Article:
Recent changes to the Credit Contracts and Consumer Finance Act 2003 have been creating quite a storm in the media.

Some of the headlines read:
"Shattered dreams as home loan approvals plunge after lending law changes."
"Home loan borrower told: You spend too much on your dog."
"New lending laws a 'nightmare' for people seeking home loans."

Despite general unrest pre and post implementation of the changes on 1 December 2021, Commerce and Consumer Affairs Minister, David Clark, remains confident saying "My hunch is what we're seeing is the result of the changes making an impact in the right way."  Despite this, Clark has ordered an investigation into the impact of the recent changes after a spike in industry pressure from lenders, mortgage brokers, opposition parties and consumers regarding the restrictive effect of the new rules.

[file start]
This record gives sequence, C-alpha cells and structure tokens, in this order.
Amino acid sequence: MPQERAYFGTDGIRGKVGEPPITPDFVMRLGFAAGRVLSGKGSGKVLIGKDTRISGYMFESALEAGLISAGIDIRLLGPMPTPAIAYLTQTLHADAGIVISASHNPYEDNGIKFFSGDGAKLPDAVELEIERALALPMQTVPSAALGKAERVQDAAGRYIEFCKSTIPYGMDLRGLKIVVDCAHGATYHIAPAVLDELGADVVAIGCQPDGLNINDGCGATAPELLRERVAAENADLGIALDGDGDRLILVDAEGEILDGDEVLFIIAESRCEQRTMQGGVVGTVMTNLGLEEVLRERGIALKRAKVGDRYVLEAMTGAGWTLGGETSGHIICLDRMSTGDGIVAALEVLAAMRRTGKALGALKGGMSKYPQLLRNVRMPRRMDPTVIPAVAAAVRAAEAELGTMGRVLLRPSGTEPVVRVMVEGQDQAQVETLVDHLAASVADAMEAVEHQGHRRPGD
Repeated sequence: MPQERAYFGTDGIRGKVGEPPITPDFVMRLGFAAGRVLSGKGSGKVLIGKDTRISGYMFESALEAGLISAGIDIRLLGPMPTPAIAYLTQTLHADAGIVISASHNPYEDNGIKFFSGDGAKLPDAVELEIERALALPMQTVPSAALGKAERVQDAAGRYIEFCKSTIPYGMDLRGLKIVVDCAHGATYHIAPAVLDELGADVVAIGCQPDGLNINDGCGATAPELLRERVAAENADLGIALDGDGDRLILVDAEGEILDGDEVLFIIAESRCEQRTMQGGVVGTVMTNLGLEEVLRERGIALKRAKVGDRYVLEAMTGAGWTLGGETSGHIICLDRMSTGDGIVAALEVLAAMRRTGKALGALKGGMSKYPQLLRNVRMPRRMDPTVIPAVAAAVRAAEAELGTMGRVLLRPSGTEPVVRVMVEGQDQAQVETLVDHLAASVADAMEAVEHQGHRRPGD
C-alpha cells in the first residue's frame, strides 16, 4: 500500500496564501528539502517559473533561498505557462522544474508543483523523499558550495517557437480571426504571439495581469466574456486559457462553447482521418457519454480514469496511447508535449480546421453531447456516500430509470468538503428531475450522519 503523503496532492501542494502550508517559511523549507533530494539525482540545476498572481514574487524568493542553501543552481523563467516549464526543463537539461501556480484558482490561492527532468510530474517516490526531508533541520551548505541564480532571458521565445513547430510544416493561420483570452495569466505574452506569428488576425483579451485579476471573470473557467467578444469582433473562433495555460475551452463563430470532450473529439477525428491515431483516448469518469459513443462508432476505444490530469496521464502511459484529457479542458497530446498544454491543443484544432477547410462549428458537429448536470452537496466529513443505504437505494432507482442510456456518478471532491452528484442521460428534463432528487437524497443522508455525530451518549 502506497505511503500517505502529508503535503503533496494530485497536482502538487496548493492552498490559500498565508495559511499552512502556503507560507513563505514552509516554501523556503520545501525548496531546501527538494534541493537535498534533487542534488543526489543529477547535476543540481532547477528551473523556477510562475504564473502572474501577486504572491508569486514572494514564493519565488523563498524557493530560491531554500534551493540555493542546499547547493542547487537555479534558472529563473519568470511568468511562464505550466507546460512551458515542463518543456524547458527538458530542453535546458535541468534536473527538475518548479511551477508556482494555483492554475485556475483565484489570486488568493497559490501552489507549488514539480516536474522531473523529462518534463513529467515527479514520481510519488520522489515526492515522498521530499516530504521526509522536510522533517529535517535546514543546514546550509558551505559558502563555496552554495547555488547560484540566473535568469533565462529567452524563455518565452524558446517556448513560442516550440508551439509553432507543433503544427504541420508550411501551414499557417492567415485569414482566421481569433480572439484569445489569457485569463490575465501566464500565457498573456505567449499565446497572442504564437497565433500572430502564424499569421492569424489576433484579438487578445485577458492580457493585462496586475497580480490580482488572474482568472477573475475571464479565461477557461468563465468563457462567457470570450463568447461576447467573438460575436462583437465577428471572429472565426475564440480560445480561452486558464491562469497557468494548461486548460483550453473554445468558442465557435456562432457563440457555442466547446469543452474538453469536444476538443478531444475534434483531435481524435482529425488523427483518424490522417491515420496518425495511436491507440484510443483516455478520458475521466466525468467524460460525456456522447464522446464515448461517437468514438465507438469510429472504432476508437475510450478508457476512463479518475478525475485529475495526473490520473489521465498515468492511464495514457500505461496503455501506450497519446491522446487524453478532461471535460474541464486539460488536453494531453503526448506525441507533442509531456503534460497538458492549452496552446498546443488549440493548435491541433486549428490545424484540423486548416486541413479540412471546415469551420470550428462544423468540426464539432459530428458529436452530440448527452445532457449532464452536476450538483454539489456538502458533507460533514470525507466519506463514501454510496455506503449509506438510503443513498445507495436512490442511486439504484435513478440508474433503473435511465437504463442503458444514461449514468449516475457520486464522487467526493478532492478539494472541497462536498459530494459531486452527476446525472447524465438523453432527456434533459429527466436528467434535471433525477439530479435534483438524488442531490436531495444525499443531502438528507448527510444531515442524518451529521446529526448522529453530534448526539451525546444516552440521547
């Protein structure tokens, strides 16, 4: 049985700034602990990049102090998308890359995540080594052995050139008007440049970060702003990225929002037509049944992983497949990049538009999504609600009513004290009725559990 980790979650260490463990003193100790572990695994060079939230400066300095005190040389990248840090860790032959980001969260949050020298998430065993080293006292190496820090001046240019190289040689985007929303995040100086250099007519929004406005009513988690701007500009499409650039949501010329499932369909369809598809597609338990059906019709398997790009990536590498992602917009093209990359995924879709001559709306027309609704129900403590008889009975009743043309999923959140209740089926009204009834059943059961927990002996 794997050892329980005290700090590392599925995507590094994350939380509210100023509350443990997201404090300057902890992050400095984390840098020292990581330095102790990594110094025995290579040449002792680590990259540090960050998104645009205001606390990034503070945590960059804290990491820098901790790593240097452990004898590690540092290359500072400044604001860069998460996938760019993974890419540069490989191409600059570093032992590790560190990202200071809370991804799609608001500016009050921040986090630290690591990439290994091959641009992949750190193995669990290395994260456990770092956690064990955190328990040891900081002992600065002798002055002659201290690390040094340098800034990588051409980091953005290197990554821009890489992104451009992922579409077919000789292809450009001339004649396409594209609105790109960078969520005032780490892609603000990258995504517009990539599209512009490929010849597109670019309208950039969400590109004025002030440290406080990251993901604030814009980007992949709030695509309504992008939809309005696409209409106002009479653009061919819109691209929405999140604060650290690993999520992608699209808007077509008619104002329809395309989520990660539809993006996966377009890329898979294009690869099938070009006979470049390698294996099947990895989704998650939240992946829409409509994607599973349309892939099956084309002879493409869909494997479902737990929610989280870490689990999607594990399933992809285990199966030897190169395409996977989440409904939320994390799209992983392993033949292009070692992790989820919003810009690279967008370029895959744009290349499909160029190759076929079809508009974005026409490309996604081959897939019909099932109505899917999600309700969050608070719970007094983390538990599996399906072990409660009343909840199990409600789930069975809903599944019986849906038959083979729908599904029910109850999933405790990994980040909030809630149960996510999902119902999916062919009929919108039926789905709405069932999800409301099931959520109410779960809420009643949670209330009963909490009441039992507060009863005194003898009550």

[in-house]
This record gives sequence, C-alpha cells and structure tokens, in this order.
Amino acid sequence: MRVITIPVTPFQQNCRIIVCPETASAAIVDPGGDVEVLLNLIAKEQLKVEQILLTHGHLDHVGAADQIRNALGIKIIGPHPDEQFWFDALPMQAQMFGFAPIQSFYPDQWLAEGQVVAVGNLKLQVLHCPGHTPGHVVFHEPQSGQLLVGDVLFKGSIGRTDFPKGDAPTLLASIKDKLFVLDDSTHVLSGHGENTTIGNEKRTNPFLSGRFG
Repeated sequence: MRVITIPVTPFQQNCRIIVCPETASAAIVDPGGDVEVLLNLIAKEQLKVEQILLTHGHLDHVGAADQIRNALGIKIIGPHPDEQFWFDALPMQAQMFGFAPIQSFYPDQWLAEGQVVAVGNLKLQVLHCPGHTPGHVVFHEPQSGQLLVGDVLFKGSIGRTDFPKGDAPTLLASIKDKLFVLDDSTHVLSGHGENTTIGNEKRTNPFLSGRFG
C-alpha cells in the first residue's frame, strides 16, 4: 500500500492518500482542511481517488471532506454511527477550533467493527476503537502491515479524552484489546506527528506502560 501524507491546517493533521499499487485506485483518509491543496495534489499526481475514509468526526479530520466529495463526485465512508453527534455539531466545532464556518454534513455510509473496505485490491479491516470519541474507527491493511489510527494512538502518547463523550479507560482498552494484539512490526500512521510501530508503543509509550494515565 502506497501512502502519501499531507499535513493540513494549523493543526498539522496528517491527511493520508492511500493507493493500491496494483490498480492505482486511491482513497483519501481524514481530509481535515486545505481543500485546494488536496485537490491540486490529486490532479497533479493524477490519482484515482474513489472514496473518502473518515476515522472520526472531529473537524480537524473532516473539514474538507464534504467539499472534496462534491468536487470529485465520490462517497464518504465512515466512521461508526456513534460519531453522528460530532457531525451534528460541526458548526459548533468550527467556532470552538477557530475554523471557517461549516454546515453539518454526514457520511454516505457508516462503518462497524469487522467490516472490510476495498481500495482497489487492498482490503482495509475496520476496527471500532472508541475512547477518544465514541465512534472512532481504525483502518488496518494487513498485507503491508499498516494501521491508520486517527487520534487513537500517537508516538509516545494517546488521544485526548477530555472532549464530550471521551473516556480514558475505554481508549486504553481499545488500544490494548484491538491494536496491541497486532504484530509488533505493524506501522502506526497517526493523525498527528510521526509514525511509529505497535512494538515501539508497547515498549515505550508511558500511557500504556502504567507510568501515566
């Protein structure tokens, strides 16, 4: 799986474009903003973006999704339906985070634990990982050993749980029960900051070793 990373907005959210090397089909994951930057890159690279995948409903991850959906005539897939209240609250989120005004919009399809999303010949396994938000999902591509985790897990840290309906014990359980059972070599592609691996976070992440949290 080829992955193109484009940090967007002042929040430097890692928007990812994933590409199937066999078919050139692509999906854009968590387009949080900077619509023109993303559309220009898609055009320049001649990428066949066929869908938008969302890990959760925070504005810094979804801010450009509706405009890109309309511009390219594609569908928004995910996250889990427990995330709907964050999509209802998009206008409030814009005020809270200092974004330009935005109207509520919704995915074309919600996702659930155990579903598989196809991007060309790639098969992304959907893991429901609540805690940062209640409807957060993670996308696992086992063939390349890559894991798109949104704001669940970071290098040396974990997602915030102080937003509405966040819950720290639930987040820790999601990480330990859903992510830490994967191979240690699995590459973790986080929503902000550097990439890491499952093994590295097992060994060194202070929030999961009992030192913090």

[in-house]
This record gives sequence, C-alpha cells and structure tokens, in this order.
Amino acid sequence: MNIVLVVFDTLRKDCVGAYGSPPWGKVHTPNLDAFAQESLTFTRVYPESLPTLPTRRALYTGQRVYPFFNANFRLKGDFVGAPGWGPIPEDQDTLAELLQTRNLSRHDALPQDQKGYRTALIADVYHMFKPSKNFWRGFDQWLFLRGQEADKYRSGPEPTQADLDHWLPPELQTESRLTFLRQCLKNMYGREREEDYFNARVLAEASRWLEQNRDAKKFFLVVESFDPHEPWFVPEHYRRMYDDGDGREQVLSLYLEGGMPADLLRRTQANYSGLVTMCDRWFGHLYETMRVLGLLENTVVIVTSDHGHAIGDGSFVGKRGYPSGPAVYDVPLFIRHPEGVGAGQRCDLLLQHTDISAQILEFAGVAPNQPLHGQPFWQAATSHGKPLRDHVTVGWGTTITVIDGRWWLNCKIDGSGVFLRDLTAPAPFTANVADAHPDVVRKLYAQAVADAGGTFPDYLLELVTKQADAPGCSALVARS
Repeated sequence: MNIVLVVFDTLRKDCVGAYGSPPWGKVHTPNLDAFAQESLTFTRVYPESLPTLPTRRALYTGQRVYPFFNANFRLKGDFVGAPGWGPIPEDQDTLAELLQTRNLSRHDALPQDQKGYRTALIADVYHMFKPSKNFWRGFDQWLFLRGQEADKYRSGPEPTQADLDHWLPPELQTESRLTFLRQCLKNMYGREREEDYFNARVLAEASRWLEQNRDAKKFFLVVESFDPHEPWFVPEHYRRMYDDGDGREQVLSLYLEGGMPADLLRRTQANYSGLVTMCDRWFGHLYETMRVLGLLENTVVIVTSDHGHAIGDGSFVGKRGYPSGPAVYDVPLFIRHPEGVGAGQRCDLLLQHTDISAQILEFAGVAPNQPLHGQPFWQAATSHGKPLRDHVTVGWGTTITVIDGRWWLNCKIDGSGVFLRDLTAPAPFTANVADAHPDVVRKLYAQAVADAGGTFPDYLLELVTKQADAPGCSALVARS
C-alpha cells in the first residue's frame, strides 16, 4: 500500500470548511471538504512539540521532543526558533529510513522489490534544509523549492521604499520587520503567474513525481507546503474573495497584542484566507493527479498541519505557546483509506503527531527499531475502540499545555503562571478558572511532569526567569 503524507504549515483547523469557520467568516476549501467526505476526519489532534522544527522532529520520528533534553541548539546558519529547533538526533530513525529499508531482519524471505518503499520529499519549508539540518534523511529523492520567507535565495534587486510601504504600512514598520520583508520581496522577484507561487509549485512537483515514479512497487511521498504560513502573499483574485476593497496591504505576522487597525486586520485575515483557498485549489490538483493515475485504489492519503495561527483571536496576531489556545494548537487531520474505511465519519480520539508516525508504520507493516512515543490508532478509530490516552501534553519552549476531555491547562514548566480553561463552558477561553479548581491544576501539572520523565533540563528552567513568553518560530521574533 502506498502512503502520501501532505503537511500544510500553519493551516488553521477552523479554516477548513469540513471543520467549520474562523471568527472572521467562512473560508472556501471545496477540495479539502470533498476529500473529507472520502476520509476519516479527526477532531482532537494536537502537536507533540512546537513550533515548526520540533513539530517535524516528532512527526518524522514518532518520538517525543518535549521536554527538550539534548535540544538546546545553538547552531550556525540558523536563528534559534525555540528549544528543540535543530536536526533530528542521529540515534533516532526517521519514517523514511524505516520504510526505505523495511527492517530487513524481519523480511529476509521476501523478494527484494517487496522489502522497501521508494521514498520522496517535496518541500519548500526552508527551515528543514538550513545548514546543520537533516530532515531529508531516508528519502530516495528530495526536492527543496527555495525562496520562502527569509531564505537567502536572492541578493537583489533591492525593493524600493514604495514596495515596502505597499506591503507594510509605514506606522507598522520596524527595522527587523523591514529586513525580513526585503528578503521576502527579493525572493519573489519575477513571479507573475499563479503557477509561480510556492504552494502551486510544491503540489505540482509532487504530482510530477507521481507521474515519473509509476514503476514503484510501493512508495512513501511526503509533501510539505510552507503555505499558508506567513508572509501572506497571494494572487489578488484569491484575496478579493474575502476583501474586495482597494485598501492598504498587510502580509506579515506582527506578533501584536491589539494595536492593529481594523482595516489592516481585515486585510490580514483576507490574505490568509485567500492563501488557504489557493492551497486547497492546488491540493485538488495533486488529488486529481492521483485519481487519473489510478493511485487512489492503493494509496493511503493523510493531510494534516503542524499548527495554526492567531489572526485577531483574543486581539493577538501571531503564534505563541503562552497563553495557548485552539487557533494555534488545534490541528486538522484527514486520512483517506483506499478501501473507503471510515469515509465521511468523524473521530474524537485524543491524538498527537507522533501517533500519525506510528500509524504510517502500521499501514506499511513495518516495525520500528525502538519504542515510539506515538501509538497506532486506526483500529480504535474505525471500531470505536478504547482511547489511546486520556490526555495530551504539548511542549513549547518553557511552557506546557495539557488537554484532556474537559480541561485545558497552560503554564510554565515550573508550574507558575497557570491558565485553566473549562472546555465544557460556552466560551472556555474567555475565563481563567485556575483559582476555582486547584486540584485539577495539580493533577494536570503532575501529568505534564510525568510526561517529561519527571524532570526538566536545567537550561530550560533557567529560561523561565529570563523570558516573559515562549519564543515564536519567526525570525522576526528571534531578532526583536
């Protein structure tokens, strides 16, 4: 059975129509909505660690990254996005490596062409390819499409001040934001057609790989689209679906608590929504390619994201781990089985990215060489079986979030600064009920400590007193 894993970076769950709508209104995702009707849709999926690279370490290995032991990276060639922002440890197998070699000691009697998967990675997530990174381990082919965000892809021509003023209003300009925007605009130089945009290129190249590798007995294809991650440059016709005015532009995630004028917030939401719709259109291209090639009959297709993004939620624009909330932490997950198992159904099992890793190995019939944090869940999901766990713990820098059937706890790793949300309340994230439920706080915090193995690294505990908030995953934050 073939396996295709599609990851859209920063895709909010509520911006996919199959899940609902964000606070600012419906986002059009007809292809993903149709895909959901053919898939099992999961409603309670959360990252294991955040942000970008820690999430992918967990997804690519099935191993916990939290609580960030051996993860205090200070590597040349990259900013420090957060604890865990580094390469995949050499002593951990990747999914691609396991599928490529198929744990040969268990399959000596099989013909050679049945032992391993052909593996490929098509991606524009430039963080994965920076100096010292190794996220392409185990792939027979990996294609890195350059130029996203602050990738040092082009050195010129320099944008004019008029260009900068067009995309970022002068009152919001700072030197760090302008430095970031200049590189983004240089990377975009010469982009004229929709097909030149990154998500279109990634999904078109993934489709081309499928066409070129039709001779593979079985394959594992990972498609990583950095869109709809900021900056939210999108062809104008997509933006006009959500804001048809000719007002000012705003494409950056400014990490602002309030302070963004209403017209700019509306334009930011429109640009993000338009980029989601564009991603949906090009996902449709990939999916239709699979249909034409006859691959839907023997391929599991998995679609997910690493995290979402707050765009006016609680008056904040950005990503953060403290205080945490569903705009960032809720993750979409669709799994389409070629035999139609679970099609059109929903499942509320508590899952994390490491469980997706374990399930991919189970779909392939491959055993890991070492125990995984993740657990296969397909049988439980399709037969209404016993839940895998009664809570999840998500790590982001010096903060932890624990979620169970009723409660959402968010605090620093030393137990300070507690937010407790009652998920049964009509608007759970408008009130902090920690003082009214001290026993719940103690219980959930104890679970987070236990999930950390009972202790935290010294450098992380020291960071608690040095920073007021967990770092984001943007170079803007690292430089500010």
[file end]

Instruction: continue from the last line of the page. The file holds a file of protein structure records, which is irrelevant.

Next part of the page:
The Terms of Reference (released Monday 31 January 2022) outline the details of the investigation.  The investigation will be led by the Ministry of Business, Innovation and Employment, with critical input provided by other members of the Council of Financial Regulators.

In summary, the objective of the investigation is to identify any intended or unintended impacts of the amendments, consider the scale and nature of these impacts, and assess what, if any, further actions are required.  Notably, this is a wider remit than whether the banks are interpretating the new rules correctly, which is what Clark initially indicated the investigation would focus on.

The first piece of advice from the investigation is anticipated by "early-mid February" with further advice expected in April.